South Africans are utterly dependent on their government-issued Identity Documents (ID). Without it we literally cannot apply for a job, access social service, healthcare, libraries, education or acquire a drivers’ licence, buy or rent a house or open a bank account.
Without a green ID booklet and ID number you are a non-person.
Yet the department responsible for issuing the document is arguably the most dysfunctional and corrupt in the South African government: Home Affairs.
Just this week a newspaper carried a report showing a man posing with his new ID book, depicting him as a white person and describing him as female. He clearly was black and mail.
This follows on last month`s tragic suicide of 22-year-old Sikhumbuzo Mhlongo of Hillcrest near
The Pretoria News reports Mhlongo hanged himself last week after leaving a note in which he explained that he had been offered a job but needed an ID to secure the position. He had applied for the document in Pinetown but a Home Affairs official there had simply torn up his application after calling him a foreigner – the implication being that Mhlongo was an illegal immigrant unlawfully seeking an ID.
This is indeed common and many Home Affairs officials make a good income unlawfully supplying such persons IDs. But the contrary is often also the case. Home Affairs and police officials will often accuse citizens of being foreigners based on their personal biases of the victims` appearance. Dark-skinned Shangaan people, among others, are often victims of bureaucrats who insist they are Mozambicans. There are recorded cases of such hapless citizens being deported.
“I have persevered too long. I have lost my job because my ID application was turned down. It hurts to see my friends going to work,” Mhlongo wrote in the note that brought Home Affairs Minister Nkosazana Dlamini-Zuma to tears.
“What makes me unhappy about this is that my department is supposed to make lives easier for people,” Dlamini-Zuma was quoted as saying. The minister said Mhlongo’s death is to be a turning point for her department, which she says needs a clean-up.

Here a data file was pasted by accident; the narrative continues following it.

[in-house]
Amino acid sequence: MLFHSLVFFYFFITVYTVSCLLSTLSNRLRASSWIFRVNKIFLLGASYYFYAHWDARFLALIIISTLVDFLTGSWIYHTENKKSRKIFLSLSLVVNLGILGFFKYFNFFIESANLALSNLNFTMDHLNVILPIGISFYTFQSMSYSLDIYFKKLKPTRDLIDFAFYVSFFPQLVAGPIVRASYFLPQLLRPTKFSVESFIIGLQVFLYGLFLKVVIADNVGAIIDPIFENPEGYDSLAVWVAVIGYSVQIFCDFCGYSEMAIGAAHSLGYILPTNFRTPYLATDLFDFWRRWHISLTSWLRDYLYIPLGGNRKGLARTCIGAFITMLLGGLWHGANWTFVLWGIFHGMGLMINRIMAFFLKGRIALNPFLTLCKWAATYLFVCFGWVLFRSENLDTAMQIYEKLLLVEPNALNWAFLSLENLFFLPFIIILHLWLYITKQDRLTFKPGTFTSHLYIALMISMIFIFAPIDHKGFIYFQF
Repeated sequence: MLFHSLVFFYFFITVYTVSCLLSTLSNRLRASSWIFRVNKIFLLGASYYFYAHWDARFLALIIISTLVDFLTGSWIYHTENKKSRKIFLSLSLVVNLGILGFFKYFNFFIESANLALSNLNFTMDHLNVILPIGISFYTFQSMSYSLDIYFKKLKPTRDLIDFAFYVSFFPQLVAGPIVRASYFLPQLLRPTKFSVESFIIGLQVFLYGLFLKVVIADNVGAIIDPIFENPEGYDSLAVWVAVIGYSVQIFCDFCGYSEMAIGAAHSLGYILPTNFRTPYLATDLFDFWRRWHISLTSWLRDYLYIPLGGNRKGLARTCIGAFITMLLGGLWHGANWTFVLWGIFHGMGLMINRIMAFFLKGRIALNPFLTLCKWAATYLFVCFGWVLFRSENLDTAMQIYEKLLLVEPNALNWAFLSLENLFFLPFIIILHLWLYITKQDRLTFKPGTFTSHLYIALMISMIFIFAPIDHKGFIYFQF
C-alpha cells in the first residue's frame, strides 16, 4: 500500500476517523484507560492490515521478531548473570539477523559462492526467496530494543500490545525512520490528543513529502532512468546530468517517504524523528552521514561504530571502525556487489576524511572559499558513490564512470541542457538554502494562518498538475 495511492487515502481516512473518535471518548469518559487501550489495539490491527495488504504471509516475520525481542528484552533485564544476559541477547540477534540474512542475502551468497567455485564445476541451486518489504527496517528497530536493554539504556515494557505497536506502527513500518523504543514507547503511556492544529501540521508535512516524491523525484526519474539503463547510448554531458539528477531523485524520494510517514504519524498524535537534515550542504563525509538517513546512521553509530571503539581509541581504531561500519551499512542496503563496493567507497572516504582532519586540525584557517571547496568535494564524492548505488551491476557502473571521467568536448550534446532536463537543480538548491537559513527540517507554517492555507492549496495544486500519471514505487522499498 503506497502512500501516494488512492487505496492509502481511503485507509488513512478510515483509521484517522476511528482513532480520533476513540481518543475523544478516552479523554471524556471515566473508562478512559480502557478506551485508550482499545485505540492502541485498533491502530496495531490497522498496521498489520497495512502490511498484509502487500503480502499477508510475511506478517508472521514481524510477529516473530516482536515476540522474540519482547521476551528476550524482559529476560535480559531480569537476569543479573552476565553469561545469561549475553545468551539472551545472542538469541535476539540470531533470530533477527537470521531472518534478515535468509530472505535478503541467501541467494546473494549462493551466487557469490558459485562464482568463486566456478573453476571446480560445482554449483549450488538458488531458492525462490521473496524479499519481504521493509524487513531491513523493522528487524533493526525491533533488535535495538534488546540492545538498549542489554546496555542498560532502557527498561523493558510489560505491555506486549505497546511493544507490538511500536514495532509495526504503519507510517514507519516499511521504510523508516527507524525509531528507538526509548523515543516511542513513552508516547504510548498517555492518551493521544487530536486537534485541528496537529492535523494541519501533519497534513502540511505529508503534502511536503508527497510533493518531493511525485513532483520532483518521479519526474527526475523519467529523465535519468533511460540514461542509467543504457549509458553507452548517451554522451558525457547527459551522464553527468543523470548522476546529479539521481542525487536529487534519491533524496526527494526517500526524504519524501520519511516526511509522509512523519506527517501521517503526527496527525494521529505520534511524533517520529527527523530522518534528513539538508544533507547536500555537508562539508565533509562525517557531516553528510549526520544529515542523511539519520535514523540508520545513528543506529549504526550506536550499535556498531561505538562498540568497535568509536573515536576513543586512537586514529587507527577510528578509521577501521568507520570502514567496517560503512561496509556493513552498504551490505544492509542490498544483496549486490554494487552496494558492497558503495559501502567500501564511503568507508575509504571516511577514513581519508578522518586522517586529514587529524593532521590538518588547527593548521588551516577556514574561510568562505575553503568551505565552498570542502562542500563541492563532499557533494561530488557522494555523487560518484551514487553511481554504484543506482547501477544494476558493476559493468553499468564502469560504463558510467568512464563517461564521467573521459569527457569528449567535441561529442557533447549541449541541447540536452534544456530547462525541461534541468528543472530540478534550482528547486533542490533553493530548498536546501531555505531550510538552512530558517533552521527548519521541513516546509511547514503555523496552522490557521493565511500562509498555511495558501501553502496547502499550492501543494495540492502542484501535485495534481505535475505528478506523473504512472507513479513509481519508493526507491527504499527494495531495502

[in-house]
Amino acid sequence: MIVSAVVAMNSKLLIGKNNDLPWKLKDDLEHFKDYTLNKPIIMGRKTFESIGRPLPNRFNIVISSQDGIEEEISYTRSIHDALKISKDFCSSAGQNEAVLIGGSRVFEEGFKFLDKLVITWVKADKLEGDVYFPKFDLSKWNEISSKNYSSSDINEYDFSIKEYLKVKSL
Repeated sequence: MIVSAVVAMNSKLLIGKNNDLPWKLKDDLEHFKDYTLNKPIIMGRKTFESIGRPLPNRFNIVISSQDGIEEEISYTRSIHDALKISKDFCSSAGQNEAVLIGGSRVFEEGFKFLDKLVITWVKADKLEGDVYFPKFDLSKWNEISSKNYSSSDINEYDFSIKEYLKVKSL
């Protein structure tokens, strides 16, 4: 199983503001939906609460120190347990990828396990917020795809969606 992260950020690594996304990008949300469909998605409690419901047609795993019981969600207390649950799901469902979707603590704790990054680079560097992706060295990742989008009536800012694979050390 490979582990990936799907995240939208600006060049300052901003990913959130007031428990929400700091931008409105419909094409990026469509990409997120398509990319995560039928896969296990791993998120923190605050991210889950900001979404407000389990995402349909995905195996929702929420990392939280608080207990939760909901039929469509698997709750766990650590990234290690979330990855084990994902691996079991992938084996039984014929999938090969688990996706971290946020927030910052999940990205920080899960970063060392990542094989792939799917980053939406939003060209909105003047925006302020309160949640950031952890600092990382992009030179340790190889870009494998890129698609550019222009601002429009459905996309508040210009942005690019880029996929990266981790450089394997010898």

The trouble is at least three ministers and who knows how many directors-general have said the same the last 15 years, yet nothing seems to be getting better. Au contraire.
But here is what I cannot understand:
Why do we South Africans place any reliance on an ID when we know the department responsible for issuing them is hopelessly dysfunctional?
Why do we insist on people producing this booklet when we all know it can easily be illegally obtained from corrupt officials, that errors are common and that the bearer can indeed be anyone?
Sure, someone may lie about their identity to hide a criminal record or their immigration status. But that implies our departure point as society is that everyone is a liar.
It also means we`d rather accept as face value a flawed government document than the word of an honest man.
What has become of us!
There are countries, including Britain and the United States where people get by fine without them. Here, for want of an ID a young man has hanged himself.
Home Affairs` dysfunction now has a body count.
And it is our fault. We have made that worthless booklet a fetish object and talisman.
Our obsession has driven a man to his death.
Without an ID one is nothing.
Without an ID Mhlongo is dead.